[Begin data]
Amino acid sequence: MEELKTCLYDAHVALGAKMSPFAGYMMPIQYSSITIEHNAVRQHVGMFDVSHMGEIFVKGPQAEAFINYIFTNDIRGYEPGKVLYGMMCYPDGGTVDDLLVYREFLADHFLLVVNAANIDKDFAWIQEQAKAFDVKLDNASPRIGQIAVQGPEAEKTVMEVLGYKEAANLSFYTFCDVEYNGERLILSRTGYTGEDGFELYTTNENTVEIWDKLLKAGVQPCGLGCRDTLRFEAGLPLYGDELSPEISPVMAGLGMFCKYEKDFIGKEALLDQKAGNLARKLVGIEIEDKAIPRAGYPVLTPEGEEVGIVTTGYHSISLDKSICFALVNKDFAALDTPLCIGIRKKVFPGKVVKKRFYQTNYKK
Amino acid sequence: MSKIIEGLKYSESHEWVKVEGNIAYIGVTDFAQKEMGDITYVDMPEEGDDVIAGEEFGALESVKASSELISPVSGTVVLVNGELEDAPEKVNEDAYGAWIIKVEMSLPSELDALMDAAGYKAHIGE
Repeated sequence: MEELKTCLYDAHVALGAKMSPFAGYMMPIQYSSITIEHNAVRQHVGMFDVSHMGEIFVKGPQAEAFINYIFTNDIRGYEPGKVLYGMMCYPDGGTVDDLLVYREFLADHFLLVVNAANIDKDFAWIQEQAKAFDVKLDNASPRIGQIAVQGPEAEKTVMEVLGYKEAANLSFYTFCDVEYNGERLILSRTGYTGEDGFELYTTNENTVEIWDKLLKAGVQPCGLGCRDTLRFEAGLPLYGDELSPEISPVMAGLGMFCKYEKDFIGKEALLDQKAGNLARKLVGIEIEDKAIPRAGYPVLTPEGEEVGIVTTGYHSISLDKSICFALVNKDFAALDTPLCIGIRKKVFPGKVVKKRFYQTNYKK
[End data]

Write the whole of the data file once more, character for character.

Amino acid sequence: MEELKTCLYDAHVALGAKMSPFAGYMMPIQYSSITIEHNAVRQHVGMFDVSHMGEIFVKGPQAEAFINYIFTNDIRGYEPGKVLYGMMCYPDGGTVDDLLVYREFLADHFLLVVNAANIDKDFAWIQEQAKAFDVKLDNASPRIGQIAVQGPEAEKTVMEVLGYKEAANLSFYTFCDVEYNGERLILSRTGYTGEDGFELYTTNENTVEIWDKLLKAGVQPCGLGCRDTLRFEAGLPLYGDELSPEISPVMAGLGMFCKYEKDFIGKEALLDQKAGNLARKLVGIEIEDKAIPRAGYPVLTPEGEEVGIVTTGYHSISLDKSICFALVNKDFAALDTPLCIGIRKKVFPGKVVKKRFYQTNYKK
Amino acid sequence: MSKIIEGLKYSESHEWVKVEGNIAYIGVTDFAQKEMGDITYVDMPEEGDDVIAGEEFGALESVKASSELISPVSGTVVLVNGELEDAPEKVNEDAYGAWIIKVEMSLPSELDALMDAAGYKAHIGE
Repeated sequence: MEELKTCLYDAHVALGAKMSPFAGYMMPIQYSSITIEHNAVRQHVGMFDVSHMGEIFVKGPQAEAFINYIFTNDIRGYEPGKVLYGMMCYPDGGTVDDLLVYREFLADHFLLVVNAANIDKDFAWIQEQAKAFDVKLDNASPRIGQIAVQGPEAEKTVMEVLGYKEAANLSFYTFCDVEYNGERLILSRTGYTGEDGFELYTTNENTVEIWDKLLKAGVQPCGLGCRDTLRFEAGLPLYGDELSPEISPVMAGLGMFCKYEKDFIGKEALLDQKAGNLARKLVGIEIEDKAIPRAGYPVLTPEGEEVGIVTTGYHSISLDKSICFALVNKDFAALDTPLCIGIRKKVFPGKVVKKRFYQTNYKK